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Saturday February 14, 1981
. . . where the 1970s live forever!

News stories from Saturday February 14, 1981

Summaries of the stories the major media outlets considered to be of particular importance on this date:

  • A disco fire in Dublin that killed at least 49 persons will be investigated by the government. The disco building, in Dublin's Artane section, was destroyed by flames that engulfed it in a few minutes, according to survivors. About 800 young people were attending a dance competition. At least 129 were injured. [New York Times]
  • Space shuttle Columbia is ready for a critical ground test at Cape Canaveral that will put it through all the contingencies it will face in its maiden orbital voyage, now scheduled for early April. The test is expected to begin tomorrow night, with all systems activated and provided with fuel. [New York Times]
  • Taxpayers should pay the $1 billion it will cost to decontaminate the highly radioactive reactor at the Three Mile Island nuclear plant in Pennsylvania, a committee has recommended to President Reagan. The Nuclear Safety Oversight Committee, an advisory panel established by the Carter administration, thus entered the debate over who should the bear the financial responsiblility for the worst accident in the nation's nuclear industry. [New York Times]
  • Other factors beside the lack of rain have contributed to the current water shortage in the Northeast. In 1975, when there was abundant rainfall in the region, a government report warned that the gap between supply and demand was narrowing and that shortages could develop from the Virginia tidewater to New England. A principal cause of the current shortage, water specialists say, is that consumption per person, like energy use, is extraordinarily high compared with that of other industrial nations. [New York Times]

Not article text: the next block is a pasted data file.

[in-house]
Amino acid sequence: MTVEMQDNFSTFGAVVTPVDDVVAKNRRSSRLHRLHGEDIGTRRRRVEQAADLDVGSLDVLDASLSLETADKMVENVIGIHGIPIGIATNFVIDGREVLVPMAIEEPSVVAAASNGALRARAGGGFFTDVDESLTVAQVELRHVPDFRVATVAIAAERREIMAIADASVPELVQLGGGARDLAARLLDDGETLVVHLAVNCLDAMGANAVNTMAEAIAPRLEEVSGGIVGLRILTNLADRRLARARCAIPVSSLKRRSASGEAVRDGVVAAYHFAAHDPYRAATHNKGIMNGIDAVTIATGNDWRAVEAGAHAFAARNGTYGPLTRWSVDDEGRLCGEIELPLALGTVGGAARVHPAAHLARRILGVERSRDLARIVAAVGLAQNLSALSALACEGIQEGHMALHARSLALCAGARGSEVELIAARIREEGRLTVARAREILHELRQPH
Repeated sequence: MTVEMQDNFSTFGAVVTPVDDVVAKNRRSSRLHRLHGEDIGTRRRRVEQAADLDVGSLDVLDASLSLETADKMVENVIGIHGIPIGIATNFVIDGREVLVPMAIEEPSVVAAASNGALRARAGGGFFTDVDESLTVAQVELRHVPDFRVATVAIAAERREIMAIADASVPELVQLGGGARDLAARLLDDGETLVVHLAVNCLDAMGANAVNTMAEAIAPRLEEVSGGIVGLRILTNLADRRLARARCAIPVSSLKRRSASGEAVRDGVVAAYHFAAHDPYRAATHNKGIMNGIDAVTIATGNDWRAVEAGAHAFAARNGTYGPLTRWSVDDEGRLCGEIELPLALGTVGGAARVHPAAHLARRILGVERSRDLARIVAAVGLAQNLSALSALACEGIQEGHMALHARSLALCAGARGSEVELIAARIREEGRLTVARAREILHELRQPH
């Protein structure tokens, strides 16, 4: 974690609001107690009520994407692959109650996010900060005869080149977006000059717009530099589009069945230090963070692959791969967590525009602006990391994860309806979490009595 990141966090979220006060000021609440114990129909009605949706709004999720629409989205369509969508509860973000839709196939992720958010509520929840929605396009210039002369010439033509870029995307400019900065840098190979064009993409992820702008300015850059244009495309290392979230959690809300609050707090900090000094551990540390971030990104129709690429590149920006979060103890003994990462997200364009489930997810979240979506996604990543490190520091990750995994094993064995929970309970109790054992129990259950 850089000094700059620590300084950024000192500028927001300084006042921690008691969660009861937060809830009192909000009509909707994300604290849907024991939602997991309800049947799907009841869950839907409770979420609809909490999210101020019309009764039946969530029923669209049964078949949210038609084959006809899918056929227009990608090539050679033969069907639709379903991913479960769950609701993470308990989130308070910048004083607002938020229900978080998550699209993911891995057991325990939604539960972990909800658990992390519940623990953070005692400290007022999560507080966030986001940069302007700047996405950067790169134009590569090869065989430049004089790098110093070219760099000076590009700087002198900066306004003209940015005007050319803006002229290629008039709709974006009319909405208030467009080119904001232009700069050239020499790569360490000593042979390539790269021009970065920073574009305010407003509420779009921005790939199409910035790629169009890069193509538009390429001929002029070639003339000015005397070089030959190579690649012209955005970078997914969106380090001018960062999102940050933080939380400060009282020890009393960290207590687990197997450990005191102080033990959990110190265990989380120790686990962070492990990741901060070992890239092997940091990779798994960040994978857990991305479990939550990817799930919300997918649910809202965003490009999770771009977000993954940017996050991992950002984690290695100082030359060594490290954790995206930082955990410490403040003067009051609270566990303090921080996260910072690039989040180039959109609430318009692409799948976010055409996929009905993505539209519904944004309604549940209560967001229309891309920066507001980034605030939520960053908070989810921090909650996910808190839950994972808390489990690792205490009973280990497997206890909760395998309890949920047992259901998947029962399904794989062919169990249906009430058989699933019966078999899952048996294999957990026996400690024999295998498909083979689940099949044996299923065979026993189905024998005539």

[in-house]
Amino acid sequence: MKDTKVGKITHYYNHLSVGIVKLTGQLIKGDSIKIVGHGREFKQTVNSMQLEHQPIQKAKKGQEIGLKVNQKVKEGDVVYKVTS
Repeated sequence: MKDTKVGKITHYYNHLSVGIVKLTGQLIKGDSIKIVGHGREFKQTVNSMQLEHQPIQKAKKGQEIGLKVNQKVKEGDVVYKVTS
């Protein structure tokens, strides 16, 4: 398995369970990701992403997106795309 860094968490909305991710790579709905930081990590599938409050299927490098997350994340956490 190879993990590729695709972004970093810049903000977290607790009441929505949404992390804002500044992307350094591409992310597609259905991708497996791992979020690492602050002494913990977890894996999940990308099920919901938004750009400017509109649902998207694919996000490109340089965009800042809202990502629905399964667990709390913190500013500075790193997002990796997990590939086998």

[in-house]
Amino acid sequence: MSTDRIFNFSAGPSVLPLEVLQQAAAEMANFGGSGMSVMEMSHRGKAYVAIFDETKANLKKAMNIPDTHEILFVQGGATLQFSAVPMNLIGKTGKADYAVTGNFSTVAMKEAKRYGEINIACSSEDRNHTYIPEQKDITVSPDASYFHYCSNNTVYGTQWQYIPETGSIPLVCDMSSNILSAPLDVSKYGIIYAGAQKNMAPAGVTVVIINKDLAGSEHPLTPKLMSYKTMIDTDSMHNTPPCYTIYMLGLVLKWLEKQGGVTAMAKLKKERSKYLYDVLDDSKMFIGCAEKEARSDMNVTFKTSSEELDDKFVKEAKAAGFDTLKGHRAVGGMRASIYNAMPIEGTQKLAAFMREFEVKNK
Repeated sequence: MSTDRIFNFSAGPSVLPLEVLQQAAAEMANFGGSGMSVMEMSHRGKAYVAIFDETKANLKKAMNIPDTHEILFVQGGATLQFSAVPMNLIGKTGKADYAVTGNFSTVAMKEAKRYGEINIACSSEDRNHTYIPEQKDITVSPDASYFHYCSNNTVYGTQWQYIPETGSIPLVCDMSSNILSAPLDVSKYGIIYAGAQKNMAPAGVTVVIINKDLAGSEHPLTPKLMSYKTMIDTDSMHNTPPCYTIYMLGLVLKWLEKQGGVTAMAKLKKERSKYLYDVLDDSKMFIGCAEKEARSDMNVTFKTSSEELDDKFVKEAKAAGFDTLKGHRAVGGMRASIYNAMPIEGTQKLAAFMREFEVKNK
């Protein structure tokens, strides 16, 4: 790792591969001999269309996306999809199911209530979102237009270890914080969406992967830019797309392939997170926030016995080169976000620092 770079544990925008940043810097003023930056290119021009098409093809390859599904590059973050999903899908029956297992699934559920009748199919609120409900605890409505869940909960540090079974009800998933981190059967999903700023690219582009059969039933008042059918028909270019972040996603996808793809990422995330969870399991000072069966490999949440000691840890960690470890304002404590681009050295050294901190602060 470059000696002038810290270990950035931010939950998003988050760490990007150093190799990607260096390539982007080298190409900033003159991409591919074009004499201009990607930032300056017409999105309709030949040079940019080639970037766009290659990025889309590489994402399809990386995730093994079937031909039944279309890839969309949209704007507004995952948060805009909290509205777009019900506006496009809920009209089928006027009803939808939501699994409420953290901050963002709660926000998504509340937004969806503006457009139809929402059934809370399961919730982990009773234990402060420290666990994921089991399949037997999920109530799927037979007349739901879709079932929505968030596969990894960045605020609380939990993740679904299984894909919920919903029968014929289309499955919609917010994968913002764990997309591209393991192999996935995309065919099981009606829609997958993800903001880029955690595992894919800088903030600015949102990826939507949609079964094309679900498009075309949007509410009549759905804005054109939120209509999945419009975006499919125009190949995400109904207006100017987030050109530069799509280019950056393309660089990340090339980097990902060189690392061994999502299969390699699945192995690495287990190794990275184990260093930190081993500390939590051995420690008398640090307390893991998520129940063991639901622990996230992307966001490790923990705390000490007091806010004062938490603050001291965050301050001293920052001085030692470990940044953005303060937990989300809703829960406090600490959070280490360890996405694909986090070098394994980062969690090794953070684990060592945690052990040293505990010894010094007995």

• Moscow Is not arming leftist guerrillas in El Salvador, the Soviet Embassy's second-ranking diplomat in Washington said, but the diplomat, Vladilen Vasev, acknowledged that the Soviet Union sent arms to Cuba and their being sent on to other countries. [New York Times]
  • Lech Walesa was confident that his union would cooperate with the Polish government's appeal for 90 days of labor peace. "I'm confident everything will work out," he said following a meeting with Mieczyslaw Rakowski, the new Deputy Prime Minister in charge of local affairs. The Solidarity union has scheduled a special meeting Wednesday to consider the government's appeal. Union leaders said privately that they believed it would be accepted. [New York Times]
  • The National Abortion Rights Action League is meeting in Washington to plan its fight against a proposed anti-abortion constitutional amendment. Former congressman Elizabeth Holtzman addressed the meeting. Surgeon General nominee Dr. C. Everett Koop admits he has been on the board of directors of pro-life, anti-abortion groups. Health and Human Services Secretary Richard Schweiker defended the choice of Koop as Surgeon General, and said that the administration's stance on the anti-abortion amendment is a prerogative of President Reagan. [CBS]

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